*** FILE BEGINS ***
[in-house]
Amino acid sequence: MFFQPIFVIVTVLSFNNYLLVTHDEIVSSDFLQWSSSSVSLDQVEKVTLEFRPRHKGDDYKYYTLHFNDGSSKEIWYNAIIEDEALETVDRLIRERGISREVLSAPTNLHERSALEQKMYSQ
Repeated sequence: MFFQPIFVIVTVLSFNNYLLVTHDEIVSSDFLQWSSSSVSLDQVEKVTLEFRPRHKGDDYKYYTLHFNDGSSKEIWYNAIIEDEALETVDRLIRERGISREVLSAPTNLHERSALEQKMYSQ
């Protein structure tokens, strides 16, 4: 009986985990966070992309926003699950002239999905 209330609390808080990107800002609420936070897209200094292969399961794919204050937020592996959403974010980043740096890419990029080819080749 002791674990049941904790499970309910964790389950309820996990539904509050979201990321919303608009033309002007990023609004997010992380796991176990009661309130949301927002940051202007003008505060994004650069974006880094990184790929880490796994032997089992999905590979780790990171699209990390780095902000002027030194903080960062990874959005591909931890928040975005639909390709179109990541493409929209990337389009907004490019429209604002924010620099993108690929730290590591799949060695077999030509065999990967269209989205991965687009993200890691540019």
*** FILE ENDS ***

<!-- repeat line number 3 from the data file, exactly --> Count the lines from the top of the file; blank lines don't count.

Repeated sequence: MFFQPIFVIVTVLSFNNYLLVTHDEIVSSDFLQWSSSSVSLDQVEKVTLEFRPRHKGDDYKYYTLHFNDGSSKEIWYNAIIEDEALETVDRLIRERGISREVLSAPTNLHERSALEQKMYSQ